Once I realized this, and implemented the fixes on all the sites I could, they all now rank for the terms I wanted them to rank for, more or less anyway.

It's not google's job to make up for our errors, it's our job as webmasters to learn what is required to have our sites be built technically correct in the eyes of the search engines, and to fix those errors, ideally before it becomes an issue.

Anticipate issues and fix them first is better than react after your site is penalized.

If there is one thing I would say about your average webmaster and especially your average seo: incompetence is the norm. So is laziness, greed, and various other undesirable qualities.

What's especially disgusting about this species is that they steadfastly refuse to admit their own failings, and always want to blame the issues on google. Every update that has called for fixing errors has rewarded me with steadily improving rankings with every fix. Best is when I look to future updates and fix things before it's necessary.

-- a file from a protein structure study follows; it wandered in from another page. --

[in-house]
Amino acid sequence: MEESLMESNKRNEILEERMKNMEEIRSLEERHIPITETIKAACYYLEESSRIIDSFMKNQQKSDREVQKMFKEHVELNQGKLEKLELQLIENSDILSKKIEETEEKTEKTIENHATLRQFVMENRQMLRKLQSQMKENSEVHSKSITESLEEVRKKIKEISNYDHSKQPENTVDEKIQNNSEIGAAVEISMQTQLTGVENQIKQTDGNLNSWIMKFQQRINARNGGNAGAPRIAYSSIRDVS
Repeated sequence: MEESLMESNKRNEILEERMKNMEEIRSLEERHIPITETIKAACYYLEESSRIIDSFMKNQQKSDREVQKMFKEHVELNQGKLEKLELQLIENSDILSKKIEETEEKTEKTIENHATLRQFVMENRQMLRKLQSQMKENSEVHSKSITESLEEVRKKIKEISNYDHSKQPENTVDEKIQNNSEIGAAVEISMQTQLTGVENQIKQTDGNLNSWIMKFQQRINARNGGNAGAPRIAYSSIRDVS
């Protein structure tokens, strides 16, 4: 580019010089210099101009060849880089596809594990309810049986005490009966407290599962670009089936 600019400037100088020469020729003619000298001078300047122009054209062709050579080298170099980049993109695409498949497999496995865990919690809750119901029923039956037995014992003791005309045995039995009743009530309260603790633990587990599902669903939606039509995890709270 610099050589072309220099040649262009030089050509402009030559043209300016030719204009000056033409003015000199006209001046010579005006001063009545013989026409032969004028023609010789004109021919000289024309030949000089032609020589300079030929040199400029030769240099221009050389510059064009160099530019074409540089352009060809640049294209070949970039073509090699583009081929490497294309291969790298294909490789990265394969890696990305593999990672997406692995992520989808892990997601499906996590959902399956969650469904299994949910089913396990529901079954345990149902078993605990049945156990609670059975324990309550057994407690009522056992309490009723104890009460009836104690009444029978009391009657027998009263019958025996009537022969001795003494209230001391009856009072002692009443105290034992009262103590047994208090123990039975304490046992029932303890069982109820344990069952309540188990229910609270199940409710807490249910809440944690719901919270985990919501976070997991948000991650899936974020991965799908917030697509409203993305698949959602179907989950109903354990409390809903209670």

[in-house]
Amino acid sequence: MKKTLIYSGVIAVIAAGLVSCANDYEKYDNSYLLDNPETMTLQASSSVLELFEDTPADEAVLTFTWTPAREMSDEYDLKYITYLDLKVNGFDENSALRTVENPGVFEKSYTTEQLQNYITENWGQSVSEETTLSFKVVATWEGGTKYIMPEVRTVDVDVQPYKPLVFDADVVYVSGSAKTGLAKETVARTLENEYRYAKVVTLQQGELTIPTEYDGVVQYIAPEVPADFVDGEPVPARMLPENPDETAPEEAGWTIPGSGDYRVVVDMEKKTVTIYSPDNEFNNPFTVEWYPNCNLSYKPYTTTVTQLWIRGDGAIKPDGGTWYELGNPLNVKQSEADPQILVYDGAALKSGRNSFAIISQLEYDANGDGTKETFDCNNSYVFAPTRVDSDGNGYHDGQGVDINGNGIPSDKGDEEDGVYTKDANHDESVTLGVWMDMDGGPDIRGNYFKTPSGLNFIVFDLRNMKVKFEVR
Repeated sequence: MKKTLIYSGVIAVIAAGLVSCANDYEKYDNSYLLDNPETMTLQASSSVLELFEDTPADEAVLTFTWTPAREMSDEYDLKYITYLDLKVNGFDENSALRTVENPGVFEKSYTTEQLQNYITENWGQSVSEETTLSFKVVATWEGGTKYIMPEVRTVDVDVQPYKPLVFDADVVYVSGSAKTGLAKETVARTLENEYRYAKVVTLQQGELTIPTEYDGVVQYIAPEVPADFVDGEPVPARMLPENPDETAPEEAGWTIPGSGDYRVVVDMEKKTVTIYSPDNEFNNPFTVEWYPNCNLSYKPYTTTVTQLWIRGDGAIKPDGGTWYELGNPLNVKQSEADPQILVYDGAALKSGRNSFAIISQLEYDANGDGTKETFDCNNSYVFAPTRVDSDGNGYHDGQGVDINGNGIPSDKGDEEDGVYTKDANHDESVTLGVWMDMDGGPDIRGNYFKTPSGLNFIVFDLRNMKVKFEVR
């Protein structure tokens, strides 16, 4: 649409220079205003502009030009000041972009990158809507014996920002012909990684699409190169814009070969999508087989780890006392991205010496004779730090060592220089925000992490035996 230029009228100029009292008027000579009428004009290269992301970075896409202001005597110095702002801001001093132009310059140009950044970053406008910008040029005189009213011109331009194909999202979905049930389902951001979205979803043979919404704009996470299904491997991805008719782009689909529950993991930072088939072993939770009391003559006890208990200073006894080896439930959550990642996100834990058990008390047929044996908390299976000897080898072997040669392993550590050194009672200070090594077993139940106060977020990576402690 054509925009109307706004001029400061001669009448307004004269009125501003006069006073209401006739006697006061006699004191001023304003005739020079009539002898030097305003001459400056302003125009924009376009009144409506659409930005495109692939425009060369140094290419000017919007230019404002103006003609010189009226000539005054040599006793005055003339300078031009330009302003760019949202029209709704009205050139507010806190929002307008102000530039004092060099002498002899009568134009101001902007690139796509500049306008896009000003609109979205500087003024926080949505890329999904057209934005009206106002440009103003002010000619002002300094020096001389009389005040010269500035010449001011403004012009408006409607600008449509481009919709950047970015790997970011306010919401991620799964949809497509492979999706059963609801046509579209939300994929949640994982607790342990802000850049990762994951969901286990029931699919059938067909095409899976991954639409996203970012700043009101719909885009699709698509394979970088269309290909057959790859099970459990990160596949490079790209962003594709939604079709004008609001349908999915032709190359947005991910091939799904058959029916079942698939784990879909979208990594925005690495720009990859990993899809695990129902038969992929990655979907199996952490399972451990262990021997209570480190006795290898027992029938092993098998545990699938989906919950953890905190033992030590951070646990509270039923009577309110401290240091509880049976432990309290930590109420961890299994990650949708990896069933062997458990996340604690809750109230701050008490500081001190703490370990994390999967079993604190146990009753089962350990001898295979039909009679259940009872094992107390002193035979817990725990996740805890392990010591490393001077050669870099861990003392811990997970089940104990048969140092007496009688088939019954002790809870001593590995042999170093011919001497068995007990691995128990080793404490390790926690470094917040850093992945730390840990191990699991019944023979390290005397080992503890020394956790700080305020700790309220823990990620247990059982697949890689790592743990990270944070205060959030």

Google doesn't like poorly done stuff, I don't like it, so nothing is lost by simply doing it right.

I have one client who is essentially addicted to tricks and games, and he has lost all but one of his sites in google over the last few updates. And that one I know for a fact is poised on the brink as well, although it has too many high end links to it for google to dump it like it did in some of the jagger updates, due to the high spam content of its inbound links.

And various other dubious and unethical practices. Luckily, things like cloaking are outside of that client's technical abilities, and he's listened to my advice to stop playing games that he's going to lose.

Piece by piece he's removing the garbage he's paid for over the years, all junk gray hat seo tricks, directories, link farms, all that kind of junk, google knows all about it, he blew it, he should have focused on doing what both I and google told him to do: make it all technically correct, make the site for the end user, don't use duplicate or cloned content, avoid stupid seo tricks [that means most seo tricks].

In his case, his site would now be an authority in its highly profitable niche area, instead its just hanging on for dear life. Still ranking, but only because google allowed it back in temporarily after detecting its link farms.